Home finance considerations and websites to improve your home's value and appearance.

Many consumers consider doing home finance using their home equity to pay for everything from home improvement projects to debt consolidation.

Home equity loans are loans backed by the borrower's equity in their property. Equity is the difference between your home's appraised value and the balance that is owed on your mortgage.

When a homeowner takes out a secured home equity loan, they promise to repay the lender and sign a contract that makes their home the collateral for the loan.

If the borrower does not repay the loan as agreed, the lender has the right to foreclose on the home. Generally, loans are repaid with a monthly payment over a fixed term.

Home finance can be a good way to make your home mortgage monthly payment lower and to get cash back through the equity established in your home.

Home refinancing can make your debt more manageable and can free up resources towards the purchase of a home or home improvements. In general, the more your equity, the lower your interest rates from your lender.

When you take out a home equity loan to finance home improvement, depending on how the money is used, you may even be able to deduct some of the interest expenses from your taxes. Check with your tax advisor.

Another form of home finance is a home equity line of credit. A home equity line of credit is different from a home equity loan in that money can be taken out as you need it.

For example, when financing the construction of a new home, a home equity line of credit is often a convenient option to handle expenses as they happen without repeating the loan approval process numerous times.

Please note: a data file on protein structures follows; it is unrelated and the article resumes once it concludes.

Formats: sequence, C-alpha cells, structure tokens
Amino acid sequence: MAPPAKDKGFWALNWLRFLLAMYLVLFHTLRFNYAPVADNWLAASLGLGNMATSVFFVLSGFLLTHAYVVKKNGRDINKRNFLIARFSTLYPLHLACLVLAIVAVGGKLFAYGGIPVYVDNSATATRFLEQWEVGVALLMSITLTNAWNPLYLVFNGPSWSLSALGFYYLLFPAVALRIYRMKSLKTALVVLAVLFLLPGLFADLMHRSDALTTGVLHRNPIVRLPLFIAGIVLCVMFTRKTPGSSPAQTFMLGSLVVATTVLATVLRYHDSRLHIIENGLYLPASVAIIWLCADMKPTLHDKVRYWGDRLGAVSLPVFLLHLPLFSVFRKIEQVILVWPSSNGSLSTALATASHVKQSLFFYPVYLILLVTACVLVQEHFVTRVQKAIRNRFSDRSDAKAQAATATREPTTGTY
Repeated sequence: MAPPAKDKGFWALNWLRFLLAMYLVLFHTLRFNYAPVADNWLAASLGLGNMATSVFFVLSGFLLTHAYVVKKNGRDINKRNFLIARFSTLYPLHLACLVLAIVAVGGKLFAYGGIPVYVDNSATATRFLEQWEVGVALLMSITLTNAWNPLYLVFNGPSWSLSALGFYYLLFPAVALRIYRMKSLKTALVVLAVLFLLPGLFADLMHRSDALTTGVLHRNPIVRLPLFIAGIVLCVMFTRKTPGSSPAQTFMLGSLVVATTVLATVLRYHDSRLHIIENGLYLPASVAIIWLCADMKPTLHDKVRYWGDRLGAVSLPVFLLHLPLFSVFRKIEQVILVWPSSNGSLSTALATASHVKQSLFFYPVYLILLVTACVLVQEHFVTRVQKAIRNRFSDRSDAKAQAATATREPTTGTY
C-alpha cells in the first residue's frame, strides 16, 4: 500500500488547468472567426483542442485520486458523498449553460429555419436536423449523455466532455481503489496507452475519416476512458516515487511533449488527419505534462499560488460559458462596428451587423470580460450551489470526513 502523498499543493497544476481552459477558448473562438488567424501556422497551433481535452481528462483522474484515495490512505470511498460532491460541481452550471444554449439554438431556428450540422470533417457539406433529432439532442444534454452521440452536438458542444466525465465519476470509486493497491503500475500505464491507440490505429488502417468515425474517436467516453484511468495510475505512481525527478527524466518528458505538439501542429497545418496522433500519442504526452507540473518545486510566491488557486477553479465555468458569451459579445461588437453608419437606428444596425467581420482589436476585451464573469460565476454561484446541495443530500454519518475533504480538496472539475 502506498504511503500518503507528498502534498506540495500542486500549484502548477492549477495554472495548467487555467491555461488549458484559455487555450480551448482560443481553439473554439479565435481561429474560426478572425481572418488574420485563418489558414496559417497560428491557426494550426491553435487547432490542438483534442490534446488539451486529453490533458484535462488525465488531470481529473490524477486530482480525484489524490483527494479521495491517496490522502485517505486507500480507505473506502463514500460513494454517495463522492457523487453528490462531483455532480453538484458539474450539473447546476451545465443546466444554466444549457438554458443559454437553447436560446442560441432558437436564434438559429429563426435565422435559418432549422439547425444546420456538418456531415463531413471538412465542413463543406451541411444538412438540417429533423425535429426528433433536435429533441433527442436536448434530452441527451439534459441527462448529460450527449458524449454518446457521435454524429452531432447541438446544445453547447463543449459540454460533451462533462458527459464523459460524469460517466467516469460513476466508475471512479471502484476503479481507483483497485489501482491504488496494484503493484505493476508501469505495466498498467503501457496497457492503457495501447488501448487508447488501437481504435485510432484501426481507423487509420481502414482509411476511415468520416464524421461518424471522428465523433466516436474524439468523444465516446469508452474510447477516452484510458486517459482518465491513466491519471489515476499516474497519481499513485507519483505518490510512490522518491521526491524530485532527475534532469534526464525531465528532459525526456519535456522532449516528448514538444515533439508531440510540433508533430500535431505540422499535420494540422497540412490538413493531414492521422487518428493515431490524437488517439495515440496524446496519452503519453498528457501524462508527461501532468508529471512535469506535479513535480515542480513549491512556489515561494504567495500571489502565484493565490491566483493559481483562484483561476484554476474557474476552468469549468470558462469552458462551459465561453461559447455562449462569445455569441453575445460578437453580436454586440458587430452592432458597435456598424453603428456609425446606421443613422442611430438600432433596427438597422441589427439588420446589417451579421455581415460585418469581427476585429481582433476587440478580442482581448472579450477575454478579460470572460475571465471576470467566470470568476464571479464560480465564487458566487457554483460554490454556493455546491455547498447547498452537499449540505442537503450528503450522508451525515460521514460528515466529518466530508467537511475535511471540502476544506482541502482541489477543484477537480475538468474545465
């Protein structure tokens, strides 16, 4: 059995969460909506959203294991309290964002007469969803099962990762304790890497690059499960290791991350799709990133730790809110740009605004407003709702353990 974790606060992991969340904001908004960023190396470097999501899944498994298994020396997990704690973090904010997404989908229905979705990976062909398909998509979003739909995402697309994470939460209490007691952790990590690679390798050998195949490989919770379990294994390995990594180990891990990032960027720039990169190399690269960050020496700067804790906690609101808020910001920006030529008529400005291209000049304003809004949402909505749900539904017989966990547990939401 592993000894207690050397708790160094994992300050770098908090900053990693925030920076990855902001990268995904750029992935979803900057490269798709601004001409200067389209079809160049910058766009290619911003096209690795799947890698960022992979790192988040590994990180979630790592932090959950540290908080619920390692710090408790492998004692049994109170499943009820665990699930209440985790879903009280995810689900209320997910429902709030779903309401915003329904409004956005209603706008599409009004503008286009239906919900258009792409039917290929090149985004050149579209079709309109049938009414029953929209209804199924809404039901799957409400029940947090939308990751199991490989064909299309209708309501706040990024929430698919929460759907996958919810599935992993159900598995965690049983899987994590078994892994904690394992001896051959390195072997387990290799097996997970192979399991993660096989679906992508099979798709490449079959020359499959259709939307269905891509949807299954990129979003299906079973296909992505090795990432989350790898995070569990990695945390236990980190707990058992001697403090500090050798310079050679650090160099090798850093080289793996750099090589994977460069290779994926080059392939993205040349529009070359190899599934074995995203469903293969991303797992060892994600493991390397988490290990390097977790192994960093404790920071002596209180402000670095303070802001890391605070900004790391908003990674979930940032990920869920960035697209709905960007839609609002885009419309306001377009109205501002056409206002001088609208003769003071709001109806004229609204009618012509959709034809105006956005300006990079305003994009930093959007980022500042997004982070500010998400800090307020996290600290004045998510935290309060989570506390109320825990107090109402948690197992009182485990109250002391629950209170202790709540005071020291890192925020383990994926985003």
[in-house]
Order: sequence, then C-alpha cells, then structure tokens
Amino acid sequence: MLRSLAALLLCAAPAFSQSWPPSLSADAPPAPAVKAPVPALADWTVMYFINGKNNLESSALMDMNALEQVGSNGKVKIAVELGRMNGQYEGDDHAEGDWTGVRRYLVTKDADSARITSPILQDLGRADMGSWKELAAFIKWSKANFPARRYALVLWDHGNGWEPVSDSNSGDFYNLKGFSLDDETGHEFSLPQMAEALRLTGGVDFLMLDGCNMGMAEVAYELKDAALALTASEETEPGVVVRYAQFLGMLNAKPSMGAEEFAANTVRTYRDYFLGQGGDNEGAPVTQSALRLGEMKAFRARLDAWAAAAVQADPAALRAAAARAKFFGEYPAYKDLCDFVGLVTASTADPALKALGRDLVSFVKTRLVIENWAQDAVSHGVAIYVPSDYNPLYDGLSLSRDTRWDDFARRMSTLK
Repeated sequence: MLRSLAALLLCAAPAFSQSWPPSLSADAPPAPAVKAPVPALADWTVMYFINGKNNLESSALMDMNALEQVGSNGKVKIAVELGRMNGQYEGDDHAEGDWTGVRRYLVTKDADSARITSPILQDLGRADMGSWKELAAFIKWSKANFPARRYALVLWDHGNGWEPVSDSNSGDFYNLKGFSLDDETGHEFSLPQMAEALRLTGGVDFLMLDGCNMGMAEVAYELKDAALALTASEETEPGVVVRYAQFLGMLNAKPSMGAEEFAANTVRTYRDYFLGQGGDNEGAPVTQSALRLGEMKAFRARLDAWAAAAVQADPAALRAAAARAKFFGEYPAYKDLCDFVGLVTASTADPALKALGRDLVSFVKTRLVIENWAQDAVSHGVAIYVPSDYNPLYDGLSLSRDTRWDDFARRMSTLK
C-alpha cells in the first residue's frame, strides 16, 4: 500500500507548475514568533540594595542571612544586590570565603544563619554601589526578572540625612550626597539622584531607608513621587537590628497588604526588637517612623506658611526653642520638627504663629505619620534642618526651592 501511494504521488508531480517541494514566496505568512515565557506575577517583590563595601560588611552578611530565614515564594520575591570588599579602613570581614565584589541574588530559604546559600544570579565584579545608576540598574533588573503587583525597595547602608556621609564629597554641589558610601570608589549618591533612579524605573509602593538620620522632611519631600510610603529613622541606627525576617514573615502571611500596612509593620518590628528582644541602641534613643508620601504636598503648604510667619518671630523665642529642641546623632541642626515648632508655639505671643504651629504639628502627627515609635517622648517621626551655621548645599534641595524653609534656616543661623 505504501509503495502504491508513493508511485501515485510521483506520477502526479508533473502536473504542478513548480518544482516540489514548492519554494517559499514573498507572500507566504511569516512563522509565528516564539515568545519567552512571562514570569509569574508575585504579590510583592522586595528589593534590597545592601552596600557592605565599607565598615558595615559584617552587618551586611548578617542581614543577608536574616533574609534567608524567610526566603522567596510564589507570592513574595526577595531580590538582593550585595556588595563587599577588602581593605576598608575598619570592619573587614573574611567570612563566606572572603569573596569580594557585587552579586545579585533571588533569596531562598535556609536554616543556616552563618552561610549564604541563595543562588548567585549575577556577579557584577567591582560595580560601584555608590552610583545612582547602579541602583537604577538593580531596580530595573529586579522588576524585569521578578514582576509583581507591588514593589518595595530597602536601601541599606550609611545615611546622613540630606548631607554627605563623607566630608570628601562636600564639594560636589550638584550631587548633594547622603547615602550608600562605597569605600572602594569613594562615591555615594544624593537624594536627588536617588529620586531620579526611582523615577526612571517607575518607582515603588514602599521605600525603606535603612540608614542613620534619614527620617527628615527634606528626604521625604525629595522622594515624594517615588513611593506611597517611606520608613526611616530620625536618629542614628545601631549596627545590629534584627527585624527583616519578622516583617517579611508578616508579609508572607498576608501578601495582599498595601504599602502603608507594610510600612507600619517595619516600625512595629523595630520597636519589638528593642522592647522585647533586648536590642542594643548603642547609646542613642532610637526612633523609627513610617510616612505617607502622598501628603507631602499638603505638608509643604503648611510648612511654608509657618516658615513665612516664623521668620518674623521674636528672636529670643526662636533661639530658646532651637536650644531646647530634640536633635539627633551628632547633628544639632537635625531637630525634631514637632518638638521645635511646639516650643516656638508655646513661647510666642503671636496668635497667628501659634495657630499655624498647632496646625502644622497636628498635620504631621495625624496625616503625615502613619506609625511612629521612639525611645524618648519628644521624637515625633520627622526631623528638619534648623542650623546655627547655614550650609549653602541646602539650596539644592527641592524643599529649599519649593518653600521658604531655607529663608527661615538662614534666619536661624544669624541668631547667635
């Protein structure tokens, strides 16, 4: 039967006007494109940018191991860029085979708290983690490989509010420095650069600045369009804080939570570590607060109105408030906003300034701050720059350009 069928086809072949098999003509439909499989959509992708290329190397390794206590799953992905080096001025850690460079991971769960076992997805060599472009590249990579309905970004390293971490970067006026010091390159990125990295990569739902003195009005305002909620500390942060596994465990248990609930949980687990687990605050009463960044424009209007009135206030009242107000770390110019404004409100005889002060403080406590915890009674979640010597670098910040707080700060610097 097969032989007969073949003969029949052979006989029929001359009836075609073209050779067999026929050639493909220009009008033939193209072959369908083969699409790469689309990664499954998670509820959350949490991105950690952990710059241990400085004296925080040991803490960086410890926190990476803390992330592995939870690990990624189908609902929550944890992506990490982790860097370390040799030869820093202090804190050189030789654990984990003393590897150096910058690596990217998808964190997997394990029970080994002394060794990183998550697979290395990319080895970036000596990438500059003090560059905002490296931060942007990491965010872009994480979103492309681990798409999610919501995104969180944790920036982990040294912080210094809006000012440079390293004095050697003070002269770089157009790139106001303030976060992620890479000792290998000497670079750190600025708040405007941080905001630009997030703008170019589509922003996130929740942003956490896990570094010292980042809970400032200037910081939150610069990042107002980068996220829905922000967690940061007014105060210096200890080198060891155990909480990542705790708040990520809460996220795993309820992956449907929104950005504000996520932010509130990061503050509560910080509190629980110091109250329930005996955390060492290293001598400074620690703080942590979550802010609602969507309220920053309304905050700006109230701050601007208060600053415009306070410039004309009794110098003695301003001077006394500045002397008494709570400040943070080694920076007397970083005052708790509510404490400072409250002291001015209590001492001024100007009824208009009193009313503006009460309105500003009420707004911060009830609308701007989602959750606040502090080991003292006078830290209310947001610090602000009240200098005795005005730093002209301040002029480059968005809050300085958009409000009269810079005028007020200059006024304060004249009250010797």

Home equity loans usually have variable interest rates a few percentage points above the prime rate. This rate will almost always be less than what you would pay on credit card debt.

In combination with possible tax savings, home equity loans can be a cost-effective method of borrowing money. Use the information on yourdreamloghome.com and the websites on this page to learn more about your options for home finance issues.

Home finance and home equity loans books

The 106 Mortgage Secrets All Homebuyers Must Learn--But Lenders Don't Tell (Paperback) by Gary W. Eldred, Gary W. Eldred

One of America s top real estate authorities explains the inside secrets of the mortgage business Each year, more than ten million American homebuyers, homeowners, and realty investors enter the mortgage arena to finance or refinance their homes and rental properties.

Eldred explains all of your mortgage options and gives you the inside information you need to make the most intelligent money-saving choices.

He simplifies the complicated math of mortgage financing and tells you how to make sure your loan rep is being honest with you. He covers every aspect of the mortgage process and highlights the key criteria you should always consider when making your decision.

10 Steps to Home Ownership : A Workbook for First-Time Buyers (Paperback) by Ilyce R. Glink

The strength of Glink's (100 Questions for the Homeseller, Random, 1995) book is how it deals with the emotional aspects of buying a home.

It covers ten important items in the process, among them the decision to rent or to buy, how much house you can afford, acquiring money for a down payment, and building credit.

The book is full of worksheets and checklists that help make home-buying decisions easier. Appendixes include loan amortization tables, a list of the five financial and emotional mistakes home buyers make, and a glossary of commonly used real estate terms.

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